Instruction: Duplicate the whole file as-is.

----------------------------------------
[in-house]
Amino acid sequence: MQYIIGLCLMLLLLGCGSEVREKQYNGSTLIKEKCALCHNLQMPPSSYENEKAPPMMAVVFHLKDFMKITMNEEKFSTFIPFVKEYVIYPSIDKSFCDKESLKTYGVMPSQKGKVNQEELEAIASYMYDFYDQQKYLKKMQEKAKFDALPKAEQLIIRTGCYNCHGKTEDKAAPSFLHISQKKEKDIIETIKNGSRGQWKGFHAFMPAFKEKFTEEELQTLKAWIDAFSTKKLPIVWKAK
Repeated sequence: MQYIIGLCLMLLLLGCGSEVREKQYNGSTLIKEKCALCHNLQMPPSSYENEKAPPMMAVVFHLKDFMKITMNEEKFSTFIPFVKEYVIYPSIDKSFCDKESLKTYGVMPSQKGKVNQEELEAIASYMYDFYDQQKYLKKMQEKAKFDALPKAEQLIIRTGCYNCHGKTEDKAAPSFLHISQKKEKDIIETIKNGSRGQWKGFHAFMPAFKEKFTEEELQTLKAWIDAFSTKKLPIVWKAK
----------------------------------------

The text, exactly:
[in-house]
Amino acid sequence: MQYIIGLCLMLLLLGCGSEVREKQYNGSTLIKEKCALCHNLQMPPSSYENEKAPPMMAVVFHLKDFMKITMNEEKFSTFIPFVKEYVIYPSIDKSFCDKESLKTYGVMPSQKGKVNQEELEAIASYMYDFYDQQKYLKKMQEKAKFDALPKAEQLIIRTGCYNCHGKTEDKAAPSFLHISQKKEKDIIETIKNGSRGQWKGFHAFMPAFKEKFTEEELQTLKAWIDAFSTKKLPIVWKAK
Repeated sequence: MQYIIGLCLMLLLLGCGSEVREKQYNGSTLIKEKCALCHNLQMPPSSYENEKAPPMMAVVFHLKDFMKITMNEEKFSTFIPFVKEYVIYPSIDKSFCDKESLKTYGVMPSQKGKVNQEELEAIASYMYDFYDQQKYLKKMQEKAKFDALPKAEQLIIRTGCYNCHGKTEDKAAPSFLHISQKKEKDIIETIKNGSRGQWKGFHAFMPAFKEKFTEEELQTLKAWIDAFSTKKLPIVWKAK